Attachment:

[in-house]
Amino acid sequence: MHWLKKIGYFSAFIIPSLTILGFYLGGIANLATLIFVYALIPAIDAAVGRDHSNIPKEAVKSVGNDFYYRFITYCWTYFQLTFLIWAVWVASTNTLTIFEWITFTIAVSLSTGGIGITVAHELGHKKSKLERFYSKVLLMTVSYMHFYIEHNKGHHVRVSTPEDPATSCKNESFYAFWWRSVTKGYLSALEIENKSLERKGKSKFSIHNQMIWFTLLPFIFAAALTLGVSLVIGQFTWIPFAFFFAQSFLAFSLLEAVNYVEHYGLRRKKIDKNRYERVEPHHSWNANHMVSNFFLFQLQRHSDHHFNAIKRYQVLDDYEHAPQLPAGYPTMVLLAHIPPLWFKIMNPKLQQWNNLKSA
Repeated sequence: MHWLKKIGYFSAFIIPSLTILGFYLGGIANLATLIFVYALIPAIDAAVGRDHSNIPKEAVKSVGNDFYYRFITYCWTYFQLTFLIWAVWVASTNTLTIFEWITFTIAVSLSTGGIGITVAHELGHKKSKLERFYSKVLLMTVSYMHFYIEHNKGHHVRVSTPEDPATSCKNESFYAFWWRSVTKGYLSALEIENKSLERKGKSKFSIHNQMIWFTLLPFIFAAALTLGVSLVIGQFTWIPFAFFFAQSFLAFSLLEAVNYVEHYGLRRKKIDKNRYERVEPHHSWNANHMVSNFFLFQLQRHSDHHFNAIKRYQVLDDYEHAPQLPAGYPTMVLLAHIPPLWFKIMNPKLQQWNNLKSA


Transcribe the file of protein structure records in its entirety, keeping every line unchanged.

[in-house]
Amino acid sequence: MHWLKKIGYFSAFIIPSLTILGFYLGGIANLATLIFVYALIPAIDAAVGRDHSNIPKEAVKSVGNDFYYRFITYCWTYFQLTFLIWAVWVASTNTLTIFEWITFTIAVSLSTGGIGITVAHELGHKKSKLERFYSKVLLMTVSYMHFYIEHNKGHHVRVSTPEDPATSCKNESFYAFWWRSVTKGYLSALEIENKSLERKGKSKFSIHNQMIWFTLLPFIFAAALTLGVSLVIGQFTWIPFAFFFAQSFLAFSLLEAVNYVEHYGLRRKKIDKNRYERVEPHHSWNANHMVSNFFLFQLQRHSDHHFNAIKRYQVLDDYEHAPQLPAGYPTMVLLAHIPPLWFKIMNPKLQQWNNLKSA
Repeated sequence: MHWLKKIGYFSAFIIPSLTILGFYLGGIANLATLIFVYALIPAIDAAVGRDHSNIPKEAVKSVGNDFYYRFITYCWTYFQLTFLIWAVWVASTNTLTIFEWITFTIAVSLSTGGIGITVAHELGHKKSKLERFYSKVLLMTVSYMHFYIEHNKGHHVRVSTPEDPATSCKNESFYAFWWRSVTKGYLSALEIENKSLERKGKSKFSIHNQMIWFTLLPFIFAAALTLGVSLVIGQFTWIPFAFFFAQSFLAFSLLEAVNYVEHYGLRRKKIDKNRYERVEPHHSWNANHMVSNFFLFQLQRHSDHHFNAIKRYQVLDDYEHAPQLPAGYPTMVLLAHIPPLWFKIMNPKLQQWNNLKSA